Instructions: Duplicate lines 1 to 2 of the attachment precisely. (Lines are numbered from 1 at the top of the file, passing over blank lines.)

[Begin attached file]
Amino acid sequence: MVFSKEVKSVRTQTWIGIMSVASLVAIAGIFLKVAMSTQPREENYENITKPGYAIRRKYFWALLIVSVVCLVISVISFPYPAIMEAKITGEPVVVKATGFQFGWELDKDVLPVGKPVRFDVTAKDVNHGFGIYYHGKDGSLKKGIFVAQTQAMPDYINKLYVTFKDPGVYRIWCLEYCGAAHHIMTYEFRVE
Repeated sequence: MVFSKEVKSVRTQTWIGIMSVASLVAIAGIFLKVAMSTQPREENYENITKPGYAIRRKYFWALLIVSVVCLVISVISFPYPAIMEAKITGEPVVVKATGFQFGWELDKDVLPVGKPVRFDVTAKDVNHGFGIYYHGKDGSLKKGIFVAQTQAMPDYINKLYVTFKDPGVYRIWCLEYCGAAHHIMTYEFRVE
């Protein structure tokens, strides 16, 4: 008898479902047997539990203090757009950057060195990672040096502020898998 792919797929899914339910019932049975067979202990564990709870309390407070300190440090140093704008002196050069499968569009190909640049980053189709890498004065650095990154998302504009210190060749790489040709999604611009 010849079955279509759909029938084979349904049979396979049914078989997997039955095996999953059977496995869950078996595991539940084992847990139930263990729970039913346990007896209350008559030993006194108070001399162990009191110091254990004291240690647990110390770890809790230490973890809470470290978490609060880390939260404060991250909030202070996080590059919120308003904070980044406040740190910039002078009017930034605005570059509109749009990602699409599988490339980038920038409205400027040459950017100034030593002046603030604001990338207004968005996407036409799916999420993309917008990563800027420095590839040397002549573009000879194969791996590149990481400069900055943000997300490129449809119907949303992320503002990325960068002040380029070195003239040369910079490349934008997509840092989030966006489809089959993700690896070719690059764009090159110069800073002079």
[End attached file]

Amino acid sequence: MVFSKEVKSVRTQTWIGIMSVASLVAIAGIFLKVAMSTQPREENYENITKPGYAIRRKYFWALLIVSVVCLVISVISFPYPAIMEAKITGEPVVVKATGFQFGWELDKDVLPVGKPVRFDVTAKDVNHGFGIYYHGKDGSLKKGIFVAQTQAMPDYINKLYVTFKDPGVYRIWCLEYCGAAHHIMTYEFRVE
Repeated sequence: MVFSKEVKSVRTQTWIGIMSVASLVAIAGIFLKVAMSTQPREENYENITKPGYAIRRKYFWALLIVSVVCLVISVISFPYPAIMEAKITGEPVVVKATGFQFGWELDKDVLPVGKPVRFDVTAKDVNHGFGIYYHGKDGSLKKGIFVAQTQAMPDYINKLYVTFKDPGVYRIWCLEYCGAAHHIMTYEFRVE